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Covid-19 and Advent. Don Paolo Mulas (chaplain in Sassari): “Close to patients needing care and love as God who comes to us as a newborn child”

To be always there for them.  The sick  “don't need to be pitied, they need to know that they are not alone, that you are there for them.” It is the firm belief of the young chaplain of the University Hospital of Sassari under pressure from the high number of patients critically ill with COVID-19. "The situation today is far worse than it was last spring" but "as a priest there is no other place where I would rather be.” Visit to the COVID ward where a safe is used as a tabernacle and a young patient has just received her First Communion

don Paolo (in arancione) con tutta l'équipe

“Last night, at 2:30 a.m., a patient told me he was afraid he might be intubated. He asked me to stay with him until then and I was there for him. Being there is important, feeling the pain and the fear of the sick and attending to their needs with love”. Father Paolo Mulas, 33, served for almost three years as chaplain of the University Hospital of Sassari (AOU), he described the first days of an unprecedented Advent season amidst the second wave of the pandemic.

“It’s important to be there for patients and healthcare workers alike”, he said.  For Don Paolo, unlike last spring, the latter’s discouragement is now perceivable: “It’s far worse now than it was last March. At the time the situation was serious but fairly manageable, whereas today over 150 patients are hospitalized.” In addition, “when they enter the ward, patients are extremely strained. As compared to the first wave of the virus they are more aware of the disease, and afraid of loneliness and death.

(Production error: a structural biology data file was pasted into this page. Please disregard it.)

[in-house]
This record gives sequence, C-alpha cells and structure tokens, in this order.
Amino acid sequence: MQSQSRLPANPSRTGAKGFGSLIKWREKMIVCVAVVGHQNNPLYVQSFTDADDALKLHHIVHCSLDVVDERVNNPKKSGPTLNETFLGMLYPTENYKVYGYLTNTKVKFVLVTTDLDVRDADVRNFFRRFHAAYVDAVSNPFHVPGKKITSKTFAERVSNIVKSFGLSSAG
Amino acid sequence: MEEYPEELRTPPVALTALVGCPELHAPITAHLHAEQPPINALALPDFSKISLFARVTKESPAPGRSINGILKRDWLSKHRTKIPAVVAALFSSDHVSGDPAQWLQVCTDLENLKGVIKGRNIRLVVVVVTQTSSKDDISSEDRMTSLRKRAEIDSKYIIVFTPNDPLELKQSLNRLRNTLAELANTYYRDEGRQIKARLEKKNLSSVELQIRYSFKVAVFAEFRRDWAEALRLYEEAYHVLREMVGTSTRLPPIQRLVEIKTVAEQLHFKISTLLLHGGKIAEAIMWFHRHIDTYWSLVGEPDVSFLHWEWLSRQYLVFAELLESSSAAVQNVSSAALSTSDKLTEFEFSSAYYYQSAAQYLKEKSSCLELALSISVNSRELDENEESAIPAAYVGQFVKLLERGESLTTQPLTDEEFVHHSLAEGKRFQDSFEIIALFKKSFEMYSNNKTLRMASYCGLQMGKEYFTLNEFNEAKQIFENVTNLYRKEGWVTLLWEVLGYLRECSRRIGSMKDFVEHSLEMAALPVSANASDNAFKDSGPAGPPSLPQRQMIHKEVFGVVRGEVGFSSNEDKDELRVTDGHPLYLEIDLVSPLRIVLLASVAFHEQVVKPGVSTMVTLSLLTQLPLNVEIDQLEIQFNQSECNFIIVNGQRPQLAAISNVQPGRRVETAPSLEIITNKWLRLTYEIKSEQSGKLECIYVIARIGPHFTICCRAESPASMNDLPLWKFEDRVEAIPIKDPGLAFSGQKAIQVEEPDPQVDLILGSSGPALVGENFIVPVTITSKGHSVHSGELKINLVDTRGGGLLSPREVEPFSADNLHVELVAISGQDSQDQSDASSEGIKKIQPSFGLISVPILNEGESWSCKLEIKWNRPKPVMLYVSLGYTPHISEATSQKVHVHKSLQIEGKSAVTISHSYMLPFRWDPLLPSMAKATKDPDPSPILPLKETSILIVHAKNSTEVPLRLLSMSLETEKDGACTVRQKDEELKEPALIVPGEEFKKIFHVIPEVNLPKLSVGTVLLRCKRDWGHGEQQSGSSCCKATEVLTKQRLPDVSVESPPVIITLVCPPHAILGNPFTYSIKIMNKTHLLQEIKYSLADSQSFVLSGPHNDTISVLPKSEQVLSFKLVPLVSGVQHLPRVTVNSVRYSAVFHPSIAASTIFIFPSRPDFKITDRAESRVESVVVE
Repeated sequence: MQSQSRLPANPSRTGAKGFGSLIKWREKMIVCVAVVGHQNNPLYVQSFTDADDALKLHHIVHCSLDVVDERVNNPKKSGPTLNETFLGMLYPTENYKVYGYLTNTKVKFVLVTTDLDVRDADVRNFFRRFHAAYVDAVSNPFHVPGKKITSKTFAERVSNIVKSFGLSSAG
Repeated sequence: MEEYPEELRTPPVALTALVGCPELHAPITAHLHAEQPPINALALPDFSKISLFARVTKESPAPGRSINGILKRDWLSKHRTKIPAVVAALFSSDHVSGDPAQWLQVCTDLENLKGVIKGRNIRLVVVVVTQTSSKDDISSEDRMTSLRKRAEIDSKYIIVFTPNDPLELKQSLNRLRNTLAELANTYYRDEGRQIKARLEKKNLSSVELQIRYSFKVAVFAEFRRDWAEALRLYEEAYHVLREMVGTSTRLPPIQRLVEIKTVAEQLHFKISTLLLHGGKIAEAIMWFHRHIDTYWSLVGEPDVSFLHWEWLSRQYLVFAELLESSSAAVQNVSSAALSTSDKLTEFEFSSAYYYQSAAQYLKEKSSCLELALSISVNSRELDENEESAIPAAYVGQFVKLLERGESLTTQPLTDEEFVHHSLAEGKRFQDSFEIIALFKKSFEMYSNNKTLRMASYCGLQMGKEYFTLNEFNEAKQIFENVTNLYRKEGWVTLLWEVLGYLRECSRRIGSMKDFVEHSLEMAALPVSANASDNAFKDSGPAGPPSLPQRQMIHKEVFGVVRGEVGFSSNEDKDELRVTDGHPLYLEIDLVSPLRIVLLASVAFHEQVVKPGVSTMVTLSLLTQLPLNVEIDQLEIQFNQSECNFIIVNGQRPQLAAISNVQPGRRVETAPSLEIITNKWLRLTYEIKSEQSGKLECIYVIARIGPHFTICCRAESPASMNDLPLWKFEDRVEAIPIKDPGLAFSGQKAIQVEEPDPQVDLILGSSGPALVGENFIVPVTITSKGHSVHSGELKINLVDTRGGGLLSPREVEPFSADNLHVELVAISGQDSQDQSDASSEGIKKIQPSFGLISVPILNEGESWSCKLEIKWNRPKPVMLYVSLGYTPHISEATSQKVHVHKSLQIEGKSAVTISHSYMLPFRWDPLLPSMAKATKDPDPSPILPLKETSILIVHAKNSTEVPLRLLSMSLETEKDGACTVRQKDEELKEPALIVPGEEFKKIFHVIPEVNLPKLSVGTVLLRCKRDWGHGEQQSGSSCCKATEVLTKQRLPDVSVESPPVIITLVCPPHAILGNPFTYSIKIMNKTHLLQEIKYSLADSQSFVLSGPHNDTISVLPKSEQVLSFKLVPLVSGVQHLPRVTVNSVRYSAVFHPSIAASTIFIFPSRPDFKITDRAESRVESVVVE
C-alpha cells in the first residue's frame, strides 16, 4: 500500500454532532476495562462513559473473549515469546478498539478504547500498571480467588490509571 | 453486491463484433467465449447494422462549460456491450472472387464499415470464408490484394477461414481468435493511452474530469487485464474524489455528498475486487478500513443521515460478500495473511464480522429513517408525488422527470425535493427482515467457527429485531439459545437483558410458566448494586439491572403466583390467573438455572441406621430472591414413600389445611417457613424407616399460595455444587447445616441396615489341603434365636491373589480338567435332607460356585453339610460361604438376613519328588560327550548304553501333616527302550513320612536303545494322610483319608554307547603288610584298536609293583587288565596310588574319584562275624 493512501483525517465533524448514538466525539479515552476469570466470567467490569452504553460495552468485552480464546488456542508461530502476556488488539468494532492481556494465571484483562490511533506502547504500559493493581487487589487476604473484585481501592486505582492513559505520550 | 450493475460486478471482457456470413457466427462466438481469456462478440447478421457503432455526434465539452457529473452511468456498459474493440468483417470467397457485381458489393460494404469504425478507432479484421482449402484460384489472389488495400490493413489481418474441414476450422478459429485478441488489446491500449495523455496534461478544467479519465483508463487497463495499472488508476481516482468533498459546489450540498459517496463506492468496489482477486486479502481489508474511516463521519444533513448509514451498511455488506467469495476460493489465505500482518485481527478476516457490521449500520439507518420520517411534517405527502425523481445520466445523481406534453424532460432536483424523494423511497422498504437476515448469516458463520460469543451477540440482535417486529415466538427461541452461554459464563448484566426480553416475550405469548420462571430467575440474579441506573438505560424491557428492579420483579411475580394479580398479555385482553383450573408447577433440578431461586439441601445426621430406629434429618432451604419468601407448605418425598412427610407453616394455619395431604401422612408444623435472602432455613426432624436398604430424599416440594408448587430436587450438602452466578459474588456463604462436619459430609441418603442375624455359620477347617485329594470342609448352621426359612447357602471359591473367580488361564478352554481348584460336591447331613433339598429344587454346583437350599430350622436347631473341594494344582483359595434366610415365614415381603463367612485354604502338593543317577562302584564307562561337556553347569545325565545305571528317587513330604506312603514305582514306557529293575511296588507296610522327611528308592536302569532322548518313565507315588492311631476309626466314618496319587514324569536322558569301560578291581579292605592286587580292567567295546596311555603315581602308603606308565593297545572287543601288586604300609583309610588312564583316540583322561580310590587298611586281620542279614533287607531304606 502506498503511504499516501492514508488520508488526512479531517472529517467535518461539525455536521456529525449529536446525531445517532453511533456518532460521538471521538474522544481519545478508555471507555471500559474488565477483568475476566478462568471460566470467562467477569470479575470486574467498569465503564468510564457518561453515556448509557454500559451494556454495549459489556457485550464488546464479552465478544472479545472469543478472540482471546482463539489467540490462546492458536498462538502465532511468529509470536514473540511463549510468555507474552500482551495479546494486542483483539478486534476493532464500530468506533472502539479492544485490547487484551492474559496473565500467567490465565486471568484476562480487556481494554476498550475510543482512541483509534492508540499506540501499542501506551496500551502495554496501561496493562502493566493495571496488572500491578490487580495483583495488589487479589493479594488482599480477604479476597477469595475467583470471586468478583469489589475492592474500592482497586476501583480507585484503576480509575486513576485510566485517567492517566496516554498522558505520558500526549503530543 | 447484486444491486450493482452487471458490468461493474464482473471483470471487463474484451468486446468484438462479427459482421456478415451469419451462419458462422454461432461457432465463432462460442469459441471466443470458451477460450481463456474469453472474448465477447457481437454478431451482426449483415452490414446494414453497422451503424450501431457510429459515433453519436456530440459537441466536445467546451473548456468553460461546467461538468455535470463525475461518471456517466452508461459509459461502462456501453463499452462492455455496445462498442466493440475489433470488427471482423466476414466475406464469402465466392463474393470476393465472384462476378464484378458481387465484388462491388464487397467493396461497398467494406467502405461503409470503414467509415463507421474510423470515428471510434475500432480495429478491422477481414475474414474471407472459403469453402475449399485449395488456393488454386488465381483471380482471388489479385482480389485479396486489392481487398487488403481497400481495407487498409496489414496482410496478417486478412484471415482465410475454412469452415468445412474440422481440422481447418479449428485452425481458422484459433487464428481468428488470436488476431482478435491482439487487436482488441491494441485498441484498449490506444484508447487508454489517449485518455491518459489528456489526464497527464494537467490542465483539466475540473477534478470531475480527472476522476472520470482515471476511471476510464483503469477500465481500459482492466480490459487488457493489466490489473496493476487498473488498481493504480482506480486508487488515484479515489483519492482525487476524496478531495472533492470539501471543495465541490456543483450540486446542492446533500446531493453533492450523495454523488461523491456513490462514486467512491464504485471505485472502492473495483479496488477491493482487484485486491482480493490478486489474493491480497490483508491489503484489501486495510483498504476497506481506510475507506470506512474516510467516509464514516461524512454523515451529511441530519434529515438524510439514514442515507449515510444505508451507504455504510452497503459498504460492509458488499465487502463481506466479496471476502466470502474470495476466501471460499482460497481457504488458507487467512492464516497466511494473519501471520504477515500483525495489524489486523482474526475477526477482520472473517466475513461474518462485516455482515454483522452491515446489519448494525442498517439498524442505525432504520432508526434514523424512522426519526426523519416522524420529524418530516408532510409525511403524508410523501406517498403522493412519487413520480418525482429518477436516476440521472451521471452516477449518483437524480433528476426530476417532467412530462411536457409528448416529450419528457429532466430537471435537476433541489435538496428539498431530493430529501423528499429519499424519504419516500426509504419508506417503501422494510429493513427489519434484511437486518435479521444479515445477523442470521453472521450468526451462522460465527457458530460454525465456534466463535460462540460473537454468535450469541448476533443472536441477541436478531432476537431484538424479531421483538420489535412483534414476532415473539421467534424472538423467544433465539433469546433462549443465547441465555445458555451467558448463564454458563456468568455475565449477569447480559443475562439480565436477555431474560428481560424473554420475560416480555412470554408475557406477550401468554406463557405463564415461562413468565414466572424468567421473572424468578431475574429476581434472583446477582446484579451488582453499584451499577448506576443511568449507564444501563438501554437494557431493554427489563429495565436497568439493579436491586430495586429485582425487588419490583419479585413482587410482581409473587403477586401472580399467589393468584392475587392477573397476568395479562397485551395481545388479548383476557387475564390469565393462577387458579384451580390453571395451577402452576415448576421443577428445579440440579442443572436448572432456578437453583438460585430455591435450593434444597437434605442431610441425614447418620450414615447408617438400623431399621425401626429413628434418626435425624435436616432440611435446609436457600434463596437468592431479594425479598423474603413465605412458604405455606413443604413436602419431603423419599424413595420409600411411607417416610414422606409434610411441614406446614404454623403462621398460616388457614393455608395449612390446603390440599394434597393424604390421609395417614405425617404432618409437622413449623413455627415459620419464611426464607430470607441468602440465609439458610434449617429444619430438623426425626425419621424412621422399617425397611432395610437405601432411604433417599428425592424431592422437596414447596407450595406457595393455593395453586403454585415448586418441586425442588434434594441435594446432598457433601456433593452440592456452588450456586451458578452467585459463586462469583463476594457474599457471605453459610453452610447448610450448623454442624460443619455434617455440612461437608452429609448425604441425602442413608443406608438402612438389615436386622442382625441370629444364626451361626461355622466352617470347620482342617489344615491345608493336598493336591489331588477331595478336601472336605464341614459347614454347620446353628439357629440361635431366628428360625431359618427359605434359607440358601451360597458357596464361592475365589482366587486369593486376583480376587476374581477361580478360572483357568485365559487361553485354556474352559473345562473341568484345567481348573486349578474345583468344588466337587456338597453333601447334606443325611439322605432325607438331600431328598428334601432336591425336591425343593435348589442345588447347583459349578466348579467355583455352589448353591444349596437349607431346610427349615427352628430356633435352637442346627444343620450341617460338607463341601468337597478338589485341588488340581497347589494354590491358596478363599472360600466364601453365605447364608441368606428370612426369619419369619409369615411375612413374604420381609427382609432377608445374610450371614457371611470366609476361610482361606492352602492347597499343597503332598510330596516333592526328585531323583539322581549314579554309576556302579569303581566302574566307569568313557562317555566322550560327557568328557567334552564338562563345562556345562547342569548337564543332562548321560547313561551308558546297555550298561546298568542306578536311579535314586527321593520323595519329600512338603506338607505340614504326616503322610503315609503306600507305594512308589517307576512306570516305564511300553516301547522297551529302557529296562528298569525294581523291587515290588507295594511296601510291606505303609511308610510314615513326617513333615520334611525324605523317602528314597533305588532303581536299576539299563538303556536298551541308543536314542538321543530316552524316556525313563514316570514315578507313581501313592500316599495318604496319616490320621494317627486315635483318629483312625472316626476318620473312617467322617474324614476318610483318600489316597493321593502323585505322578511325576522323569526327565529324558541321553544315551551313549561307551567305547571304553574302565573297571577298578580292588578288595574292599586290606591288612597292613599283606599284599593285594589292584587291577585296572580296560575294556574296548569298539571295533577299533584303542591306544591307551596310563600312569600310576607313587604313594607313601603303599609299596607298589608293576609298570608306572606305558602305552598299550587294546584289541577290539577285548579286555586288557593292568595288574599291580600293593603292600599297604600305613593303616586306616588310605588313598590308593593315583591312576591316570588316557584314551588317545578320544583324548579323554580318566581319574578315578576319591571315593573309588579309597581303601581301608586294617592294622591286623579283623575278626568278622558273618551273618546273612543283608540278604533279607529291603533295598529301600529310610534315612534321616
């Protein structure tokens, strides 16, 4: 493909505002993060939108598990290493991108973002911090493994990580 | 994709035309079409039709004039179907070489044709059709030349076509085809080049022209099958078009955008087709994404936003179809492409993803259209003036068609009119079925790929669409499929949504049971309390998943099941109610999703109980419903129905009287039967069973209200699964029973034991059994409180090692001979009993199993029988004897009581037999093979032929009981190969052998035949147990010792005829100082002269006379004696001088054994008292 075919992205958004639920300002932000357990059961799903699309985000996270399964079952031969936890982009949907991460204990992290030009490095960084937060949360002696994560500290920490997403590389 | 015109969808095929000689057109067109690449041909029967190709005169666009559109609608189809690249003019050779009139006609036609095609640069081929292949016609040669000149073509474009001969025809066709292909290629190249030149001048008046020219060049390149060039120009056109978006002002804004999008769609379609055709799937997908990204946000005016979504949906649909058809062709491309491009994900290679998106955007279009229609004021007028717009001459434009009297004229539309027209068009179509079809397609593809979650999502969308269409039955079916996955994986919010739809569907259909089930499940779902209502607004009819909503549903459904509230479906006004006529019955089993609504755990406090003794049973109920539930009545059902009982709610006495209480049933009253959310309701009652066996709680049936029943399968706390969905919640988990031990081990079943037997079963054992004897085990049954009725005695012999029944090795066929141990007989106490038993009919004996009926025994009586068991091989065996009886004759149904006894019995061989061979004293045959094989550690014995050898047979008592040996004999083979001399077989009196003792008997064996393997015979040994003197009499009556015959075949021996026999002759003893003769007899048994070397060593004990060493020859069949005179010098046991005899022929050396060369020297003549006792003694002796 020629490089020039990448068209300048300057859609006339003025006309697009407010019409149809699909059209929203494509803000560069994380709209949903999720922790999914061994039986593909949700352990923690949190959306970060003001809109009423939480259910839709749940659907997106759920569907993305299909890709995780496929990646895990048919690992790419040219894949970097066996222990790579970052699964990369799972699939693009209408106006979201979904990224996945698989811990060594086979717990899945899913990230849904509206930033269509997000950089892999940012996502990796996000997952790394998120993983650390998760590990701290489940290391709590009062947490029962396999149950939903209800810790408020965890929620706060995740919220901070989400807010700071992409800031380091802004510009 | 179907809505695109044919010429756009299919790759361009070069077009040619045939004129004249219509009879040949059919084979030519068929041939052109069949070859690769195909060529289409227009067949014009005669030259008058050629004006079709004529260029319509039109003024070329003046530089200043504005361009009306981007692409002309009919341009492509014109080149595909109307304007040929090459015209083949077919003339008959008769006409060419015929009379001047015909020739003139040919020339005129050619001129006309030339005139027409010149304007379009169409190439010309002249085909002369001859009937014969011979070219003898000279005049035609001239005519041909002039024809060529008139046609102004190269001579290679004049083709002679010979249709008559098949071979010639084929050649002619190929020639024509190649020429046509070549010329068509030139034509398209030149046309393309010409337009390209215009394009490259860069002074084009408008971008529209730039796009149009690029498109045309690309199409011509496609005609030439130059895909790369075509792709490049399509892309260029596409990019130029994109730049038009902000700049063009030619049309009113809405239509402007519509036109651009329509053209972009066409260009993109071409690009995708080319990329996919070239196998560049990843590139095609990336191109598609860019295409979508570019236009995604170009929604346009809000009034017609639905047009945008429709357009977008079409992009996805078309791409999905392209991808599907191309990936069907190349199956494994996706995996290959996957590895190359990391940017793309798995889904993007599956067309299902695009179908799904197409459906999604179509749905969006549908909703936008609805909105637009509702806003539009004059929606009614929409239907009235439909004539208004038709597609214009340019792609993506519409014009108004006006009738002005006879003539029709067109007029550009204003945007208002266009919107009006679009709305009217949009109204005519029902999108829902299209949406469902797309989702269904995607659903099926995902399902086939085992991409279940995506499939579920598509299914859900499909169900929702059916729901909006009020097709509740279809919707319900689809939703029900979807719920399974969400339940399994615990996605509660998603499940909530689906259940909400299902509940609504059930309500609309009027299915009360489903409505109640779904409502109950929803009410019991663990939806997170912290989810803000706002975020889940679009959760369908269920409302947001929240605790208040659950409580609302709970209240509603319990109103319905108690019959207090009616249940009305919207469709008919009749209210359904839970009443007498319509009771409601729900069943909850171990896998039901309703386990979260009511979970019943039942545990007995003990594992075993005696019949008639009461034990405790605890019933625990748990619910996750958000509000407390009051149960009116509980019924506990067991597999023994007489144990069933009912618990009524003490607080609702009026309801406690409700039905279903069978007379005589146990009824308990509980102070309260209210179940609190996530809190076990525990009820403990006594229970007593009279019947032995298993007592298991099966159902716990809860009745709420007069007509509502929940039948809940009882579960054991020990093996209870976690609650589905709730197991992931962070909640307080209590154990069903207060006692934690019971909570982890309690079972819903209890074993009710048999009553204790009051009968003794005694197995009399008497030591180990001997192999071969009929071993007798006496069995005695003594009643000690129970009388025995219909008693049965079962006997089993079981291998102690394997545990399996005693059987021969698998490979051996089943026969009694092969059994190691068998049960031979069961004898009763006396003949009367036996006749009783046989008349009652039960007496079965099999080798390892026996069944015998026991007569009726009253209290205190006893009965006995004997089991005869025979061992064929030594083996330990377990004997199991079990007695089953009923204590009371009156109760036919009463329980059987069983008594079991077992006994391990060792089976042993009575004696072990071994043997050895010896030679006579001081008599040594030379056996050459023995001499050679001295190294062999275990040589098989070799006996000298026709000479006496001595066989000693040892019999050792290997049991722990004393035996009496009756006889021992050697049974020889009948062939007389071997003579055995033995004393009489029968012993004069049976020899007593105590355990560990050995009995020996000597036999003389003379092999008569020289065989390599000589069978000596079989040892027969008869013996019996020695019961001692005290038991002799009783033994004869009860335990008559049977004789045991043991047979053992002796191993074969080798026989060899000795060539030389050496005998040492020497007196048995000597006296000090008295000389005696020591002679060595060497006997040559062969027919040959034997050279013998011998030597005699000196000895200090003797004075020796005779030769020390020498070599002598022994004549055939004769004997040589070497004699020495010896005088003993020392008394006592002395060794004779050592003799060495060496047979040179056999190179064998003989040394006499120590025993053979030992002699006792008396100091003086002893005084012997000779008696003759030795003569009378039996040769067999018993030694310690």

It’s as if they felt choked by a clamp that is closing in on them.”

Also “healthcare workers are on their last legs, especially those in ICUs.” On top of this, according to Don Paolo, doctors and nurses perceive a lack of solidarity from public opinion: “Healthcare workers need to feel they are being supported; they don’t consider themselves heroes but professionals who work with diligence and dedication. I realize that they no longer see appreciation from all those who sustained them in the past months.” Thus Father Paolo offers his support to them too: “They come up to me for counsel. Every day I meet with six to seven of them.”

“As a priest, there is no other place where I would rather be right now”,

he said, feeling part of the medical team: “Together we are reflecting on the process that extends from healing to caring, mindful of the fact that not all patients will recover, but all of them must feel that they are not alone, that we are taking care of them.” It is equally necessary “to support healthcare workers who feel helpless, even though they did all they could, but nevertheless feel overwhelmed by the death of a patient.” With the permission of the bishop and taking the relevant safety precautions, Don Paolo brings Communion to the wards: “In Infectious Disease Units,” he said,

we turned a safe into a tabernacle where the blessed wafers are stored.